China’s Silicon Valley Investments Spark Concern

Pentagon officials have issued a warning about the rapidly increasing investments in U.S. companies that Chinese companies have made “under-the-radar.”

According to The New York Times, the Pentagon is worried about America’s most promising technologies being accessed by China through its investments in startups that focus on advancing areas of expertise, such as artificial intelligence, self-driving vehicles and robotics. The new report titled, “How Chinese Investments in Emerging Technology Enable a Strategic Competitor to Access the Crown Jewels of U.S. Innovation,” lays out the concerns of sensitive technologies being transferred to China through startup investments.

“If we allow China access to these same technologies concurrently, then not only may we lose our technological superiority, but we may even be facilitating China’s technological superiority,” the report said.

As Chinese firms continue to become significant investors in U.S. startups, there is a concern that the technological gap between the two countries will quickly close. According to the report, the main driver behind the investments is to help push China ahead in its ongoing strategic competition with the U.S.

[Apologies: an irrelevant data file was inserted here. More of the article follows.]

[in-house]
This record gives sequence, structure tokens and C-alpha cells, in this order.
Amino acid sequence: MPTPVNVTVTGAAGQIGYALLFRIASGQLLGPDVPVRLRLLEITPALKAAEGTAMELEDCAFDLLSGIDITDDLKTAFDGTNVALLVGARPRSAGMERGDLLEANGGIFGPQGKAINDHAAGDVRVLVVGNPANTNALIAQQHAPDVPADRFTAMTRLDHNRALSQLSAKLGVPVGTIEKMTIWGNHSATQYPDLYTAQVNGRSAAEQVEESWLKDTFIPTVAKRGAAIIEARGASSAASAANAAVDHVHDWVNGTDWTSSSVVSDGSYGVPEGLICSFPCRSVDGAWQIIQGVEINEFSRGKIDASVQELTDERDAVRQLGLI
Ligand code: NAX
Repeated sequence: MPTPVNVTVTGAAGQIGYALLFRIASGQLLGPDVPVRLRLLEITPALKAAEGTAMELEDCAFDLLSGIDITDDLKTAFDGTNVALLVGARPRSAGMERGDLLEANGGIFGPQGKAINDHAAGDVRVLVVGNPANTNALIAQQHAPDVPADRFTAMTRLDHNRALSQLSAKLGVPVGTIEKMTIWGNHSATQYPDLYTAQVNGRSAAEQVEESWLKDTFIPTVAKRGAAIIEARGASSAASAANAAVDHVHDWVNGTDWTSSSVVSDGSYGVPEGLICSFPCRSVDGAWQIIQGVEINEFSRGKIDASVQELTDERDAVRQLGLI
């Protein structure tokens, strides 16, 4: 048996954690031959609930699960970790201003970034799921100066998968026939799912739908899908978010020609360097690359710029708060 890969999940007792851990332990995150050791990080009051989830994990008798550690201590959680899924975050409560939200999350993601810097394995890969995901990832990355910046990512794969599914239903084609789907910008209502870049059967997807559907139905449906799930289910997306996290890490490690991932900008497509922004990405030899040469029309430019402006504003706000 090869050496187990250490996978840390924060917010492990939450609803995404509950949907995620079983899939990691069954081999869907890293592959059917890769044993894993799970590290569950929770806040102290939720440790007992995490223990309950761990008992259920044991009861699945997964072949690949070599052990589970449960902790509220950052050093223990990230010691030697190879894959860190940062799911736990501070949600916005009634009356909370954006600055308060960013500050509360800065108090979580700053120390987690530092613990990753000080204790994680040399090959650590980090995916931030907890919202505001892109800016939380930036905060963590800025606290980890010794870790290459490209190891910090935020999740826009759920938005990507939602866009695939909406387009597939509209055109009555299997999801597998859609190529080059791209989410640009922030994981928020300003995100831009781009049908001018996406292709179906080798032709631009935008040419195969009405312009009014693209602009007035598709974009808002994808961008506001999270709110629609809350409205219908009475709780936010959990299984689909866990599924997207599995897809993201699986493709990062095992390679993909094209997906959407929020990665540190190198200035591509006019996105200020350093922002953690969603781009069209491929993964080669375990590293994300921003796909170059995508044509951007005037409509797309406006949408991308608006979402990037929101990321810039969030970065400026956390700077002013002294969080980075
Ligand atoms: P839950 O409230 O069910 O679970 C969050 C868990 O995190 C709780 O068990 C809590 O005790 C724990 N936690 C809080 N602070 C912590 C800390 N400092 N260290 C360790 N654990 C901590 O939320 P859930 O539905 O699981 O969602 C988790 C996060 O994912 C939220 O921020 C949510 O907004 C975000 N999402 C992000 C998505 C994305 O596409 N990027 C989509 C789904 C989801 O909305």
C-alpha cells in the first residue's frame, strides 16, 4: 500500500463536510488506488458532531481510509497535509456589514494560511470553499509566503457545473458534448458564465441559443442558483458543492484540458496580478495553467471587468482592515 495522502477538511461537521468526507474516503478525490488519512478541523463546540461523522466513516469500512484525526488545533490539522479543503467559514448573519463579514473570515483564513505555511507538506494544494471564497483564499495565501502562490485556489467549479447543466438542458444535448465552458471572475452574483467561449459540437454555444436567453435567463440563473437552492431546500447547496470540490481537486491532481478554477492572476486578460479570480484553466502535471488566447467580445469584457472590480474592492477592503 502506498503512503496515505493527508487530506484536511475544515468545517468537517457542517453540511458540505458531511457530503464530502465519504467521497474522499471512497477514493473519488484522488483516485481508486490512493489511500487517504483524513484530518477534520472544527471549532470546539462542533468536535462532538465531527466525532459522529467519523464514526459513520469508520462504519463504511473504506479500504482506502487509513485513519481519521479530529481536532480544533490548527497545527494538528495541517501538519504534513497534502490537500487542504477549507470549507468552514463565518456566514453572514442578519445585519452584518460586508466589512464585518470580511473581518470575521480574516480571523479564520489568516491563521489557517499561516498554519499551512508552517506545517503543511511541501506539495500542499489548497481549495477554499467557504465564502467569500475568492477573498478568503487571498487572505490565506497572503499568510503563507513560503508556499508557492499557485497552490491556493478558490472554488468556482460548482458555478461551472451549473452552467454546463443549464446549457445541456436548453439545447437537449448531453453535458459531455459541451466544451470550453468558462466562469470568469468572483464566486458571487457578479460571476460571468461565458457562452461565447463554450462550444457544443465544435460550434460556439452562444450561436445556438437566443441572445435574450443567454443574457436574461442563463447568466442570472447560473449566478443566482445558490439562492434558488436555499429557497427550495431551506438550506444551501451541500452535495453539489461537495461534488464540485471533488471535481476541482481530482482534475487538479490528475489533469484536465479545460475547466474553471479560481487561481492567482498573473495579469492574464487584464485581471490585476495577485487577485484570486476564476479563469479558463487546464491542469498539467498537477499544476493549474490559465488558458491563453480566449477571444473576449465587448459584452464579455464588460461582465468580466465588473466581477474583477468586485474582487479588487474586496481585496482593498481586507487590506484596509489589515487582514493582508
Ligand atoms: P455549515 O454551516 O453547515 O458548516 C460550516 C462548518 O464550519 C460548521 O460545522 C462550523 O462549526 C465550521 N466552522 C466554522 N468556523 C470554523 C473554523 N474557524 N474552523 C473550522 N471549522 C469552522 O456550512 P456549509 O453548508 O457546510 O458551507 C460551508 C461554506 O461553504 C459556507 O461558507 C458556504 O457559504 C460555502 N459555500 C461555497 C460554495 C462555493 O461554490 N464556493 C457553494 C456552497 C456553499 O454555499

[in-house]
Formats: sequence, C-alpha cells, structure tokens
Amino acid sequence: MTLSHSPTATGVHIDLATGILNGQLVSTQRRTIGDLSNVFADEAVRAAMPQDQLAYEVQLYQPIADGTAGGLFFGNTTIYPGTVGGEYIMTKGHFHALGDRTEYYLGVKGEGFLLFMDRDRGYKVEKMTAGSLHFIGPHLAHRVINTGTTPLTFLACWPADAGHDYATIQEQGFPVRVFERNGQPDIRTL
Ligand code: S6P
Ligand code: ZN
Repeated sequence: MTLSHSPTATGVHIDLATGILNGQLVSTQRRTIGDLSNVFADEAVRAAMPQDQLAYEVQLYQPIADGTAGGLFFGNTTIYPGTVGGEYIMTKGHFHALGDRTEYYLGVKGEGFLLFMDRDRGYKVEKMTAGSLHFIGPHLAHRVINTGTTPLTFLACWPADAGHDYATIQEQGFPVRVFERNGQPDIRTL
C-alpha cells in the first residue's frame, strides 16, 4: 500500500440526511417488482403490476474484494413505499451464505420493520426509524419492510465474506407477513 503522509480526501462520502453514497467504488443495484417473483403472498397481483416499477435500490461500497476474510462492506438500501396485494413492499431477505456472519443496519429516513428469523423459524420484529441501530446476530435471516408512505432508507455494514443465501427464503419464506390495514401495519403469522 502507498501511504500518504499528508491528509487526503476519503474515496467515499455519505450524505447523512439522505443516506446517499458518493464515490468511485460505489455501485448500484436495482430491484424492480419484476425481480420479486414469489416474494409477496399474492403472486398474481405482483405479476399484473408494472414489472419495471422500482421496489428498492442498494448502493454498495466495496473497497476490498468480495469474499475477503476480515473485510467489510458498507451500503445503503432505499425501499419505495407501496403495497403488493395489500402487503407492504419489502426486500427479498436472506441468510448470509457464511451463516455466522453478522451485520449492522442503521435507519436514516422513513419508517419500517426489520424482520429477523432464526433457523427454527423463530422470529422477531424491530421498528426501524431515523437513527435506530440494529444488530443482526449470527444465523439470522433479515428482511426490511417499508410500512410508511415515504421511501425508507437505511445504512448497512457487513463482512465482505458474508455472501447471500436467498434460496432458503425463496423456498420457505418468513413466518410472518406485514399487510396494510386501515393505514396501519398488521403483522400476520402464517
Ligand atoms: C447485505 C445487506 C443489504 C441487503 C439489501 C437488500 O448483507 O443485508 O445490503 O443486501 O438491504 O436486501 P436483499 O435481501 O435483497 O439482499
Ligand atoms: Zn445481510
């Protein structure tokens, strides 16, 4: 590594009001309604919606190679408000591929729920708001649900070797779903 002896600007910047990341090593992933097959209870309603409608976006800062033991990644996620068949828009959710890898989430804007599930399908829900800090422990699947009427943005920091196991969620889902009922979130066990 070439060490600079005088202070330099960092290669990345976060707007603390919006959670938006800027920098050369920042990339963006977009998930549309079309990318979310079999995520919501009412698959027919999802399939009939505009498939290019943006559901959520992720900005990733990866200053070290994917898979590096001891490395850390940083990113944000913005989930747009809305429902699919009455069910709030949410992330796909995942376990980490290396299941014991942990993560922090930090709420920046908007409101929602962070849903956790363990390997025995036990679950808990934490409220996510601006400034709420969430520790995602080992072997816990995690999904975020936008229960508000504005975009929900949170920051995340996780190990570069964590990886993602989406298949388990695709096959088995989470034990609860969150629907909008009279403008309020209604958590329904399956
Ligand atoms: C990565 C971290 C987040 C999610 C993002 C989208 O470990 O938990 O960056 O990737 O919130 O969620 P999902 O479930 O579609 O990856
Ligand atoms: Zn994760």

The most troubling factor is that the U.S. government doesn’t have adequate restrictions on foreign companies investing in American startups, making it easy for the companies to avoid oversight from the Committee on Foreign Investment in the United States.

“For example, V.R. for gaming is at a similar level of sophistication as the V.R. used in simulators for our armed forces,” the report explained, in reference to virtual reality.

“Facial recognition and image detection for social networking and online shopping has real application in tracking terrorists or other threats to national security,” the report continued.

The report, which was commissioned by former secretary of defense Ashton B. Carter, revealed that many U.S. companies are unaware of Beijing’s efforts when investments are made, especially when it comes to deals that finance emerging technologies that have military applications.

“The U.S. government does not have a holistic view of how fast this technology transfer is occurring, the level of Chinese investment in U.S. technology or what technologies we should be protecting,” the report stated.